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December 5, 2018

Peace from broken pieces

Opinion

December 5, 2018

Last week, the Geneva Conference on Afghanistan endorsed efforts to hold direct peace talks between the Afghan government and the Taliban. This is, indeed, an opportunity that shouldn’t be missed. Even the UN secretary-general emphasised that “to be lasting, peace must be based on a broad political consensus involving all of society”.

The conference, which was held at the midpoint of Afghanistan’s Transformation Decade (2015-2024), was attended by 61 countries. It aimed to help rebuild the war-torn country. The joint declaration demanded effective preparation for and maximum participation in the 2019 presidential elections in the country.

To ensure this, efforts are being made to bring the Afghan government and the Taliban to the negotiating table. While it is likely that efforts in this regard will bear fruit before April, it seems unlikely that they will be able to resolve all issues. Therefore, it will be unwise to derail the democratic process for these talks as it may embolden the Taliban. They may unleash another wave of terror to widen their influence. This will add to their self-absorption and, consequently, their demands.

The question is: what will the US put on the table for the Taliban if these elections are to be held as scheduled? Parliamentary elections have already taken place and the Taliban have lost another opportunity to show representation in over 50 percent of the land that they claim is under their influence. They still harbour illusions that time is on their side. What’s more, international efforts to form an inclusive government have increased their vanity.

The US can afford delaying tactics in this regard for another decade. But Russia and China are getting weary of the stalemate. The deadlock is adding to the sheer frustration and the Moscow format stands witness to this. By bringing the Taliban and representatives of the Afghan Peace Council to the negotiating table, Moscow has outclassed Washington in terms of diplomatic moves.

As expected, many Taliban representatives used the platform to vent their anger against the US, alleging that the US had used chemical weapons in Afghanistan. In the same breath, they lauded Russia’s role in facilitating the peace initiative. They believe that of the $1.5 trillion drained on the Afghan war, the US has only spent a fraction on reconstruction while the Soviets had at least developed infrastructure to some extent.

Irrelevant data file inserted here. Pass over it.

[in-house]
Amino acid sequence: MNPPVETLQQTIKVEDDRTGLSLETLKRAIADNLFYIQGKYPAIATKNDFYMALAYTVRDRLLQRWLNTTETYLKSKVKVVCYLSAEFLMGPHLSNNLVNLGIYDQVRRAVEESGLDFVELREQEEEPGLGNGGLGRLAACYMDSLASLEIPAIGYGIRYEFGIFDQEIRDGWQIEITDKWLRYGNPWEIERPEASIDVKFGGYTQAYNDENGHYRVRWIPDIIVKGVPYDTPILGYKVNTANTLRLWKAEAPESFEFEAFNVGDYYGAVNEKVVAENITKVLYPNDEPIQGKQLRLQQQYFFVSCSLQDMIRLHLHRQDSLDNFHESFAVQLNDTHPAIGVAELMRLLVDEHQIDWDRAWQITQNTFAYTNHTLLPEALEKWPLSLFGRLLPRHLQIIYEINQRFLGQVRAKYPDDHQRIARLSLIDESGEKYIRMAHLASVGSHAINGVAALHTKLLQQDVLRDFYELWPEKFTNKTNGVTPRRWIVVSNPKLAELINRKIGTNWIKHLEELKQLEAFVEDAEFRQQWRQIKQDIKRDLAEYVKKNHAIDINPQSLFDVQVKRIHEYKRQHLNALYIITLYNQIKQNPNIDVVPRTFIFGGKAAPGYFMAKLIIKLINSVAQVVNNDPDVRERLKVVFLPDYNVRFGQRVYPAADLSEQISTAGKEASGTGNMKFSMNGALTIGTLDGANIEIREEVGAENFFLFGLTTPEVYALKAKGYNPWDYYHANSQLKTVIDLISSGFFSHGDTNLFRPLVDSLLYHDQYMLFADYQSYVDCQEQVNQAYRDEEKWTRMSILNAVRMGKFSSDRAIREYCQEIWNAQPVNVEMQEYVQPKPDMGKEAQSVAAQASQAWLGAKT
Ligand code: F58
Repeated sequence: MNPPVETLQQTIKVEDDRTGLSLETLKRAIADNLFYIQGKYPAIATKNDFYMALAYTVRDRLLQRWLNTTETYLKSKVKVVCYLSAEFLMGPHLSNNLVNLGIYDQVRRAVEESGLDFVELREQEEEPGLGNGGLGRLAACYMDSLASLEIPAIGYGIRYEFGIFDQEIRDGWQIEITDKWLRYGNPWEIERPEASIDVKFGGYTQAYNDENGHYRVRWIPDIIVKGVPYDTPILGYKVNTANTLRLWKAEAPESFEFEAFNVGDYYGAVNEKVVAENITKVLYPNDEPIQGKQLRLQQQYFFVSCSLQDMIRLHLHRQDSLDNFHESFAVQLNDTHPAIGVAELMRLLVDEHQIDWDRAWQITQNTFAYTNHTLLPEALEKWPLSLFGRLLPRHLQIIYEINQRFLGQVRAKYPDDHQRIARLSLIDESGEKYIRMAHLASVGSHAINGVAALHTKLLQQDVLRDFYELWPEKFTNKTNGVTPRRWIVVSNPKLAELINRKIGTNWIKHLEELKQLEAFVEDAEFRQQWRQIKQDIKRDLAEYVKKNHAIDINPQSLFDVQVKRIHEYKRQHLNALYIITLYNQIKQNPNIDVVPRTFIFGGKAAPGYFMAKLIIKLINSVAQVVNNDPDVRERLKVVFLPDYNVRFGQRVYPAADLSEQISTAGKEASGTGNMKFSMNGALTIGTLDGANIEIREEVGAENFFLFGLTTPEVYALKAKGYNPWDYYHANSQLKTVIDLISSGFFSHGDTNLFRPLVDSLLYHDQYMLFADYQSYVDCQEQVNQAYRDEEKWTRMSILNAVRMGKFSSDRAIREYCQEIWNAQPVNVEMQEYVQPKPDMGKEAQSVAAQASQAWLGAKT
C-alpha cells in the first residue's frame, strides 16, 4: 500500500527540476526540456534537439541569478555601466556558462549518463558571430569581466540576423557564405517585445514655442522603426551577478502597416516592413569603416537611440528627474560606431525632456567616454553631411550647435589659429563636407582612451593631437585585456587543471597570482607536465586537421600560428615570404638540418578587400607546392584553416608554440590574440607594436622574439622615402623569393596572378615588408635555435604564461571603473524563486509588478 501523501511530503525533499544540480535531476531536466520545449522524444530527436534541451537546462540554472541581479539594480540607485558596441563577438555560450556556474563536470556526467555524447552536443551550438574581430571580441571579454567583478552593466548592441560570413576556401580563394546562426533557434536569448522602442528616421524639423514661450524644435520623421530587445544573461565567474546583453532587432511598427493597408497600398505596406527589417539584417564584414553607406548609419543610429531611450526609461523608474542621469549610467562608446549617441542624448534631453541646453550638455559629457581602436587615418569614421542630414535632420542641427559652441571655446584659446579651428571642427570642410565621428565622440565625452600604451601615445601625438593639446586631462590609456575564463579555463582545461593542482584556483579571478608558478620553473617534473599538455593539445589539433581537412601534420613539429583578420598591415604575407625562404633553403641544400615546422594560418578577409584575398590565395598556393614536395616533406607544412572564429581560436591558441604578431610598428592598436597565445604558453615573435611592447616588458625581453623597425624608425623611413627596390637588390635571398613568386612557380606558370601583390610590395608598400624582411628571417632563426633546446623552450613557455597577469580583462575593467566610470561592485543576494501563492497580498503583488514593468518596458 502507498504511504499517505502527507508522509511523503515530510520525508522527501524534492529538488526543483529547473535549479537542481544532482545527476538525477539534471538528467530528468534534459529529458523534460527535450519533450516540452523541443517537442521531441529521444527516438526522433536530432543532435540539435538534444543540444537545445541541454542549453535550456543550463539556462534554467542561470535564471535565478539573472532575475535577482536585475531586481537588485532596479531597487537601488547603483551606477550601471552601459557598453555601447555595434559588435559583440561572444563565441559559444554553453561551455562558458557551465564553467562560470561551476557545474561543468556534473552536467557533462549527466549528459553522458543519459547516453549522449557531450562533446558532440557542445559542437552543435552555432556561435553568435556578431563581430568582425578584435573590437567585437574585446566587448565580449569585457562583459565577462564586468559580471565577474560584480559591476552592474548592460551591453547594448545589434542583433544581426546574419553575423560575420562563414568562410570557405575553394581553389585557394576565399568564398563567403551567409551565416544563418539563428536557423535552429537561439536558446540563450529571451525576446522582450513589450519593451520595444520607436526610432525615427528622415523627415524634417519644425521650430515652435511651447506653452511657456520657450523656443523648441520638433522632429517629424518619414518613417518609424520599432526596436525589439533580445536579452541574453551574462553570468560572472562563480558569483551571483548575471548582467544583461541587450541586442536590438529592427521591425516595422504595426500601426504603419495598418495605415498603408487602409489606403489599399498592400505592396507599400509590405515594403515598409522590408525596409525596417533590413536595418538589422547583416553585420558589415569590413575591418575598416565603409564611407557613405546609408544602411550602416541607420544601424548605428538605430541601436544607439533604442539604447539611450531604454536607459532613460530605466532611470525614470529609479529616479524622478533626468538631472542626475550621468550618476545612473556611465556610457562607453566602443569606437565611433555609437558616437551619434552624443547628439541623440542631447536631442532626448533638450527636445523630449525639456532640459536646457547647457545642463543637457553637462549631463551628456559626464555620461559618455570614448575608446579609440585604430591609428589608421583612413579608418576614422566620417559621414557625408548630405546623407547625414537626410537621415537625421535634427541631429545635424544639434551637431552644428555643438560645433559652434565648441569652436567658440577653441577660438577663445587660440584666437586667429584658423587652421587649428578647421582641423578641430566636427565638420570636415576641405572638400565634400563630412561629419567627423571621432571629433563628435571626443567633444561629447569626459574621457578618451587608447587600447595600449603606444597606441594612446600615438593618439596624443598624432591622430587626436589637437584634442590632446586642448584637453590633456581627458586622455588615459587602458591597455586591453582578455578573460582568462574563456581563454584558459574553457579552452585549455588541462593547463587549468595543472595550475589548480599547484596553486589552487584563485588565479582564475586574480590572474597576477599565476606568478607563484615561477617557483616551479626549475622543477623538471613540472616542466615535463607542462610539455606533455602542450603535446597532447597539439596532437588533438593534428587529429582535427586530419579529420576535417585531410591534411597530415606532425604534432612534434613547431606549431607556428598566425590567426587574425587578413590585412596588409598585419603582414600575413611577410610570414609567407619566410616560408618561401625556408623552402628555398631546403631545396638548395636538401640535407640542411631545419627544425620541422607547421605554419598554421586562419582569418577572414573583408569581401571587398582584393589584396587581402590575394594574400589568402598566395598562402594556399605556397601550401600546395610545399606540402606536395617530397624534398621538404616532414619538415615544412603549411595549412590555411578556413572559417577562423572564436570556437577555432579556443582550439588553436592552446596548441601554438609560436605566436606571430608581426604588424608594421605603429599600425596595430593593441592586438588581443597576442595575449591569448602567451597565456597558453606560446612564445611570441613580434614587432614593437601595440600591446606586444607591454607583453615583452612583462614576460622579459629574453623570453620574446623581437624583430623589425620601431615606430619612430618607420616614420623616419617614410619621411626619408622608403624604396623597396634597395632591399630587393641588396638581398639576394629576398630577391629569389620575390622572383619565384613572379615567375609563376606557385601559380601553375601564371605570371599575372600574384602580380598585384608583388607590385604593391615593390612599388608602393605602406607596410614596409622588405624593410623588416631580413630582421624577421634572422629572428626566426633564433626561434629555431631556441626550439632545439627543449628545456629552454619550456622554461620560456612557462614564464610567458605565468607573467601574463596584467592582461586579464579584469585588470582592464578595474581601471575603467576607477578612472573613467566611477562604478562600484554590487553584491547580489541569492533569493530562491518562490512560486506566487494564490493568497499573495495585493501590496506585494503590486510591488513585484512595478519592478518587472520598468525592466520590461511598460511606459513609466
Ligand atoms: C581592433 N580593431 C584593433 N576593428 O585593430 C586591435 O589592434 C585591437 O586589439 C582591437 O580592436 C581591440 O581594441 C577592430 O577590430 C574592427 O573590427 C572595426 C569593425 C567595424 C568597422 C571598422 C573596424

Taking advantage of the presence of regional countries, the Taliban also highlighted their own wish list. Their delegation termed occupation as the mother of all miseries and simultaneously left the door open for negotiations on the modalities and timeframe. They also softened their approach in other areas. The Taliban advocated the need to incorporate Afghan values into the constitution, and showed willingness to introduce “modern education” and women’s rights. But the Taliban didn’t speak about how they would like to be accommodated within the government.

In 2009, Taliban leader Mullah Abdul Salam Zaeef had presented almost similar demands to scholar Barnett Rubin. Much to his dismay, that was the Obama era when former secretary of state Hillary Clinton was overpowered by the Pentagon and the CIA in these matters. Af-Pak Chief Richard Holbrooke, who advocated reconciliation with the Taliban, was jealously ditched by the White House for being too close to Clinton during her campaign. It is ironic that what Holbrooke sought many years ago from his own Democrat government was to be pursued by a Republican administration.